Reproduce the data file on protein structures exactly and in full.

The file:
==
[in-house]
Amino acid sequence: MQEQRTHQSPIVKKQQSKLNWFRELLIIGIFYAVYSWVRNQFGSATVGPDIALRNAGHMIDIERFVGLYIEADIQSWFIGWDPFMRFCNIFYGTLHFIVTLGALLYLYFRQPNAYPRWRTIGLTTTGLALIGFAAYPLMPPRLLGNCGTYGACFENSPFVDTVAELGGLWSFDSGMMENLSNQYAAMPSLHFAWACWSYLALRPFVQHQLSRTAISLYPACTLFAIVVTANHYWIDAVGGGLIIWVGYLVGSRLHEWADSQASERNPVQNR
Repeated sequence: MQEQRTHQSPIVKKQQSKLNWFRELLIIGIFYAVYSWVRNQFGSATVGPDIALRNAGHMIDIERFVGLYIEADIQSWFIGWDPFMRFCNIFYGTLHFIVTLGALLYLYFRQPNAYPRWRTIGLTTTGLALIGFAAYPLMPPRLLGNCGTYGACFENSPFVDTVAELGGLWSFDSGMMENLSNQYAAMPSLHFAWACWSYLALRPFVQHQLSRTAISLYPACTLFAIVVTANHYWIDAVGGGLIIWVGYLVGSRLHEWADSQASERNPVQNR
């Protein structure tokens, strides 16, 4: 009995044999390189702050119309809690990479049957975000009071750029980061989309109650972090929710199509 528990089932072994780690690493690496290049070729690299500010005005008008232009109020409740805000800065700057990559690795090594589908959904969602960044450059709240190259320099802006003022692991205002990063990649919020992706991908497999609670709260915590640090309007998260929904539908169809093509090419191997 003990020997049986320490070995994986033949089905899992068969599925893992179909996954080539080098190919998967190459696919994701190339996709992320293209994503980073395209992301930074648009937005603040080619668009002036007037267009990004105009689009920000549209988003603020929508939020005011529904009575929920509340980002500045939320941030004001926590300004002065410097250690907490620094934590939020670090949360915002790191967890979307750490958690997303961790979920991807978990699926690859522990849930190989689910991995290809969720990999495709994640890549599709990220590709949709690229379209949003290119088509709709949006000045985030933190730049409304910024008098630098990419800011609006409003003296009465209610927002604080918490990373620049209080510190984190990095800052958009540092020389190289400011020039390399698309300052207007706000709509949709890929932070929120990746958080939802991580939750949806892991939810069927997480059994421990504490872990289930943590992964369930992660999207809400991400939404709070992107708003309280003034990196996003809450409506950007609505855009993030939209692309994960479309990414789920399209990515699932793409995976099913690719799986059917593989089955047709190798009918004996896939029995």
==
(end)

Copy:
[in-house]
Amino acid sequence: MQEQRTHQSPIVKKQQSKLNWFRELLIIGIFYAVYSWVRNQFGSATVGPDIALRNAGHMIDIERFVGLYIEADIQSWFIGWDPFMRFCNIFYGTLHFIVTLGALLYLYFRQPNAYPRWRTIGLTTTGLALIGFAAYPLMPPRLLGNCGTYGACFENSPFVDTVAELGGLWSFDSGMMENLSNQYAAMPSLHFAWACWSYLALRPFVQHQLSRTAISLYPACTLFAIVVTANHYWIDAVGGGLIIWVGYLVGSRLHEWADSQASERNPVQNR
Repeated sequence: MQEQRTHQSPIVKKQQSKLNWFRELLIIGIFYAVYSWVRNQFGSATVGPDIALRNAGHMIDIERFVGLYIEADIQSWFIGWDPFMRFCNIFYGTLHFIVTLGALLYLYFRQPNAYPRWRTIGLTTTGLALIGFAAYPLMPPRLLGNCGTYGACFENSPFVDTVAELGGLWSFDSGMMENLSNQYAAMPSLHFAWACWSYLALRPFVQHQLSRTAISLYPACTLFAIVVTANHYWIDAVGGGLIIWVGYLVGSRLHEWADSQASERNPVQNR
């Protein structure tokens, strides 16, 4: 009995044999390189702050119309809690990479049957975000009071750029980061989309109650972090929710199509 528990089932072994780690690493690496290049070729690299500010005005008008232009109020409740805000800065700057990559690795090594589908959904969602960044450059709240190259320099802006003022692991205002990063990649919020992706991908497999609670709260915590640090309007998260929904539908169809093509090419191997 003990020997049986320490070995994986033949089905899992068969599925893992179909996954080539080098190919998967190459696919994701190339996709992320293209994503980073395209992301930074648009937005603040080619668009002036007037267009990004105009689009920000549209988003603020929508939020005011529904009575929920509340980002500045939320941030004001926590300004002065410097250690907490620094934590939020670090949360915002790191967890979307750490958690997303961790979920991807978990699926690859522990849930190989689910991995290809969720990999495709994640890549599709990220590709949709690229379209949003290119088509709709949006000045985030933190730049409304910024008098630098990419800011609006409003003296009465209610927002604080918490990373620049209080510190984190990095800052958009540092020389190289400011020039390399698309300052207007706000709509949709890929932070929120990746958080939802991580939750949806892991939810069927997480059994421990504490872990289930943590992964369930992660999207809400991400939404709070992107708003309280003034990196996003809450409506950007609505855009993030939209692309994960479309990414789920399209990515699932793409995976099913690719799986059917593989089955047709190798009918004996896939029995």